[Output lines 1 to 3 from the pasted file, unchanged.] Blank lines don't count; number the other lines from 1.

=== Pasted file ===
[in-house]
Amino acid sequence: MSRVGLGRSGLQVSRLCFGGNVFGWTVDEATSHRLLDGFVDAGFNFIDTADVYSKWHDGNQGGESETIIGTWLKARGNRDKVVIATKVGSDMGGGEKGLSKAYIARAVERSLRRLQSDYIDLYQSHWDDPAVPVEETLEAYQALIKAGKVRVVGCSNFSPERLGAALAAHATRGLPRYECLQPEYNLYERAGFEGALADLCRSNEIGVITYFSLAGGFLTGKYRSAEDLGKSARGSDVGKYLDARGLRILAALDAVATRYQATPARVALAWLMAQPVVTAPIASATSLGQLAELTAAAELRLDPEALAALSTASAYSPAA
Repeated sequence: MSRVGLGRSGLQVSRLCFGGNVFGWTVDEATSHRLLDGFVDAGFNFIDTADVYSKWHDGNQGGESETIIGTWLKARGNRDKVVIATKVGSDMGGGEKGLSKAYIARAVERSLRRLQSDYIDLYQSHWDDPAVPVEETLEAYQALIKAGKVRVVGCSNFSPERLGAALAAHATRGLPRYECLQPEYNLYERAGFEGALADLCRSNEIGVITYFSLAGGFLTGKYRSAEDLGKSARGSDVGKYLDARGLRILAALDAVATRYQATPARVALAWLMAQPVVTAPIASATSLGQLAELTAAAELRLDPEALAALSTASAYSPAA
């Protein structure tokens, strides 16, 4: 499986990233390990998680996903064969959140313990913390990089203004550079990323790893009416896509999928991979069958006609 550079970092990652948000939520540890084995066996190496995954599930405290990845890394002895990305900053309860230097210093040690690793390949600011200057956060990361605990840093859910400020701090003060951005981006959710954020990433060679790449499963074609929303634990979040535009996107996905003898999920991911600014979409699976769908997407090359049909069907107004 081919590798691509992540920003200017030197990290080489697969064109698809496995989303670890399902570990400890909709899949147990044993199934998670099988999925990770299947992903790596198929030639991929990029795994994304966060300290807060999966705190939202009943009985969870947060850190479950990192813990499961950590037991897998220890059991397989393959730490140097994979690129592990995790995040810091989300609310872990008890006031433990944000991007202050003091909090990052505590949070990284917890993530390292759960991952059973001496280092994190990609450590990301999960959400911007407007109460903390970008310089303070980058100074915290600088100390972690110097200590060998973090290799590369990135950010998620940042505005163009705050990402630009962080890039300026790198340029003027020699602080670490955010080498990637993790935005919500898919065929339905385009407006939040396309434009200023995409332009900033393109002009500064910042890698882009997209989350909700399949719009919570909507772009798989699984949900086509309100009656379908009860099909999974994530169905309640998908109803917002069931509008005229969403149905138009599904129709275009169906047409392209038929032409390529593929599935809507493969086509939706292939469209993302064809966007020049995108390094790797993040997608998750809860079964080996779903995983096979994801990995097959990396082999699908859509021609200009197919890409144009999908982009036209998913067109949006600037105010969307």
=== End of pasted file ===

[in-house]
Amino acid sequence: MSRVGLGRSGLQVSRLCFGGNVFGWTVDEATSHRLLDGFVDAGFNFIDTADVYSKWHDGNQGGESETIIGTWLKARGNRDKVVIATKVGSDMGGGEKGLSKAYIARAVERSLRRLQSDYIDLYQSHWDDPAVPVEETLEAYQALIKAGKVRVVGCSNFSPERLGAALAAHATRGLPRYECLQPEYNLYERAGFEGALADLCRSNEIGVITYFSLAGGFLTGKYRSAEDLGKSARGSDVGKYLDARGLRILAALDAVATRYQATPARVALAWLMAQPVVTAPIASATSLGQLAELTAAAELRLDPEALAALSTASAYSPAA
Repeated sequence: MSRVGLGRSGLQVSRLCFGGNVFGWTVDEATSHRLLDGFVDAGFNFIDTADVYSKWHDGNQGGESETIIGTWLKARGNRDKVVIATKVGSDMGGGEKGLSKAYIARAVERSLRRLQSDYIDLYQSHWDDPAVPVEETLEAYQALIKAGKVRVVGCSNFSPERLGAALAAHATRGLPRYECLQPEYNLYERAGFEGALADLCRSNEIGVITYFSLAGGFLTGKYRSAEDLGKSARGSDVGKYLDARGLRILAALDAVATRYQATPARVALAWLMAQPVVTAPIASATSLGQLAELTAAAELRLDPEALAALSTASAYSPAA